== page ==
Hebron lies on the southern reaches of the West Bank, and thus on a major faultline in the Israeli-Palestinian conflict. It has to be one of the last places on earth in which anyone would want to do business. That’s why a couple of designers have proposed what might be the most quixotic rebrand in the world.
Eido Gat and Ziv Schneider, from the Shenkar College of Engineering and Design, in Israel, have produced a pro-Palestine visual-identity package for the city, drawing on the graphic traditions of both Islamic art and the modern corporate world. Designed to adorn everything from stamps and coffee mugs to civic Web sites and T-shirts, the campaign is organized around the notion of a hypothetical investors’ forum. The hope is to show what Palestinian Hebron would look like if it actually had a discretionary budget to speak of (a problem that doesn’t appear to affect Jewish settlements in the West Bank, as the New York Times reported today).
Some background: Hebron is divided into H1, a Palestinian territory, with about 140,000 inhabitants; and H2, the old city where hundreds of military-guarded Jewish settlers live — illegally, according to international law — among roughly 30,000 Palestinians. The settlements pose a constant threat to residents’ well-being, with 86 percent of Palestinians in the old city living in relative poverty, as of 2008, the International Committee on the American Red Cross reports. Tales of travel restrictions, scare tactics, and even children getting pelted with stones as they walk to school are not uncommon.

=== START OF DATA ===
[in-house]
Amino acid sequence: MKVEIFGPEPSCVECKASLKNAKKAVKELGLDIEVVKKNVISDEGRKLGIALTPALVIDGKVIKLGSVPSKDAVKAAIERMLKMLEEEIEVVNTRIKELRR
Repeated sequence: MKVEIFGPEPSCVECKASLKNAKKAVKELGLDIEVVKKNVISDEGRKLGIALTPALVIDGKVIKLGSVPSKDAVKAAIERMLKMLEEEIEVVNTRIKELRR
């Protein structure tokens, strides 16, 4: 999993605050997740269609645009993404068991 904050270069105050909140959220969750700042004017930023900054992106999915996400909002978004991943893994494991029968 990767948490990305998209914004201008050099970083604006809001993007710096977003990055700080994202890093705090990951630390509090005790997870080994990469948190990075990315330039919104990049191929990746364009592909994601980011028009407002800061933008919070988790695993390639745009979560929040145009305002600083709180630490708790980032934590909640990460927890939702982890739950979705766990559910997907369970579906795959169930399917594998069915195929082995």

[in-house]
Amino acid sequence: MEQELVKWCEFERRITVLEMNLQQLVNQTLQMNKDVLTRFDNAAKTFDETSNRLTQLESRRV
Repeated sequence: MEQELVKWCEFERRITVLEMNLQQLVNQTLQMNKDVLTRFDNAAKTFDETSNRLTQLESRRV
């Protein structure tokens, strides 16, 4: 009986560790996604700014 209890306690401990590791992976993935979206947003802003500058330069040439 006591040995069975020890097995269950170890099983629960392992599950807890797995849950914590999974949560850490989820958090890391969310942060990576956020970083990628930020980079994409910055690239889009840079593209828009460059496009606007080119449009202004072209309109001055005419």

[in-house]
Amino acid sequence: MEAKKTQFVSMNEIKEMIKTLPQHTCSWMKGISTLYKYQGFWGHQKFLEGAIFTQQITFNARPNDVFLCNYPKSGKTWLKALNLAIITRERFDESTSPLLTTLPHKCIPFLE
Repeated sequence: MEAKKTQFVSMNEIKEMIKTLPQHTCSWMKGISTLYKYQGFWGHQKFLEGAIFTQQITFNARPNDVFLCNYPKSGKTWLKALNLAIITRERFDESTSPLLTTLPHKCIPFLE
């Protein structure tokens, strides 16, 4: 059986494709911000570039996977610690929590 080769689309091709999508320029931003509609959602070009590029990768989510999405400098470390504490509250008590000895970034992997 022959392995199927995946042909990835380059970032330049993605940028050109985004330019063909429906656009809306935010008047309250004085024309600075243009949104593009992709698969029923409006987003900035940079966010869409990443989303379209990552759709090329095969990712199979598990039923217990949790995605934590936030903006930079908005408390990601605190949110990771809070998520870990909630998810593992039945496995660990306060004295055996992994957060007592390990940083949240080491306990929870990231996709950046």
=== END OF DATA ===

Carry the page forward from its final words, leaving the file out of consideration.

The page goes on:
So in an obvious effort to empower the disenfranchised, Gat and Schneider have called their concept “the new Al-Khaleil,” after Hebron’s Palestinian name. The scheme won a Wolda Worldwide Logo Design Annual talent award recently.
The heart of the branding is a hexagon. It’s modeled off decorative patterns that figure prominently at the Cave of the Patriarchs, a sacred site in Hebron for Muslims, Jews, and Christians (and the site of a 1994 massacre of Muslims at prayer by the nutjob right-winger Baruch Goldstein). The designers gave the hexagon a “modern twist” by layering it up into diamonds and 3D cubes — symbols, they say, of “corporate narratives.”
The reds and greens are also drawn from the cave, with blue added as a balancing element. Blue might seem like a freighted choice for a logo trying to assert Palestinian authority, but these particular shades studiously avoid the deep-sky tone of the Israeli flag.
The transparent aspects of the logo hint at Hebron’s storied glass industry. For centuries it has been a sort of Murano of the West Bank, with glassblowing factories handed down from one generation to the next. That tradition has diminished some in the midst of “problems of export, the decrease in the number of tourists, and the restrictions on movement of Palestinians,” to quote an article in This Week in Palestine.
In this sense, “the new Al-Khaleil” is a sort of fantasy concept designed to conjure up a disappearing past in the image of a superbly uncertain future. Gat and Schneider were allowed to tour Hebron with a police escort for half a day to determine if such a branding scheme would even be possible. They found the city in “much worse shape” than they pictured, a place where politics and religion conspire daily against the rudimentary efficiencies of urban life. Gat admits: “[O]ur branding suggestion is more of an optimistic view of the future.” Any way, Hebron will need a lot more than a new logo. But a new logo is at least a start.
[Images via Eido Gat]